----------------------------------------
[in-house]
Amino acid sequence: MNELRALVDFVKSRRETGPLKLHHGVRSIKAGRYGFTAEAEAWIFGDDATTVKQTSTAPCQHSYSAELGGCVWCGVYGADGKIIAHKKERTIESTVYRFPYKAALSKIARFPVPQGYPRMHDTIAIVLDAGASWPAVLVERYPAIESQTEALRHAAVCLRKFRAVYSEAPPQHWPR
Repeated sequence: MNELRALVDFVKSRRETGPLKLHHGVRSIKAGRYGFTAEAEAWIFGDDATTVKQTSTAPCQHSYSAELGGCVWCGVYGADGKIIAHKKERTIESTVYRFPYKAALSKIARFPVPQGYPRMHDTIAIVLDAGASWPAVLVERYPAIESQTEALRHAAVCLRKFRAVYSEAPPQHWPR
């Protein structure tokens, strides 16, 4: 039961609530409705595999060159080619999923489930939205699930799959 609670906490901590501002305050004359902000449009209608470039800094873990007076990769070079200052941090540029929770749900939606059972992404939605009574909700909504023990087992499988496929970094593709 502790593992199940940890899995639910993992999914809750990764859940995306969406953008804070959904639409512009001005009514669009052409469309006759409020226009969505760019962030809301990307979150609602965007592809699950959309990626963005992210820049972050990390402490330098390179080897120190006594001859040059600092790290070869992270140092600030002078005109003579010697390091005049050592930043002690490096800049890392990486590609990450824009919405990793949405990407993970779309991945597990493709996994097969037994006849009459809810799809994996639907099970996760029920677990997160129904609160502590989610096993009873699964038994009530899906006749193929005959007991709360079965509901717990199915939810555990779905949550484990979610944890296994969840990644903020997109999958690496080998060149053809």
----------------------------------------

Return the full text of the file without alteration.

[in-house]
Amino acid sequence: MNELRALVDFVKSRRETGPLKLHHGVRSIKAGRYGFTAEAEAWIFGDDATTVKQTSTAPCQHSYSAELGGCVWCGVYGADGKIIAHKKERTIESTVYRFPYKAALSKIARFPVPQGYPRMHDTIAIVLDAGASWPAVLVERYPAIESQTEALRHAAVCLRKFRAVYSEAPPQHWPR
Repeated sequence: MNELRALVDFVKSRRETGPLKLHHGVRSIKAGRYGFTAEAEAWIFGDDATTVKQTSTAPCQHSYSAELGGCVWCGVYGADGKIIAHKKERTIESTVYRFPYKAALSKIARFPVPQGYPRMHDTIAIVLDAGASWPAVLVERYPAIESQTEALRHAAVCLRKFRAVYSEAPPQHWPR
């Protein structure tokens, strides 16, 4: 039961609530409705595999060159080619999923489930939205699930799959 609670906490901590501002305050004359902000449009209608470039800094873990007076990769070079200052941090540029929770749900939606059972992404939605009574909700909504023990087992499988496929970094593709 502790593992199940940890899995639910993992999914809750990764859940995306969406953008804070959904639409512009001005009514669009052409469309006759409020226009969505760019962030809301990307979150609602965007592809699950959309990626963005992210820049972050990390402490330098390179080897120190006594001859040059600092790290070869992270140092600030002078005109003579010697390091005049050592930043002690490096800049890392990486590609990450824009919405990793949405990407993970779309991945597990493709996994097969037994006849009459809810799809994996639907099970996760029920677990997160129904609160502590989610096993009873699964038994009530899906006749193929005959007991709360079965509901717990199915939810555990779905949550484990979610944890296994969840990644903020997109999958690496080998060149053809």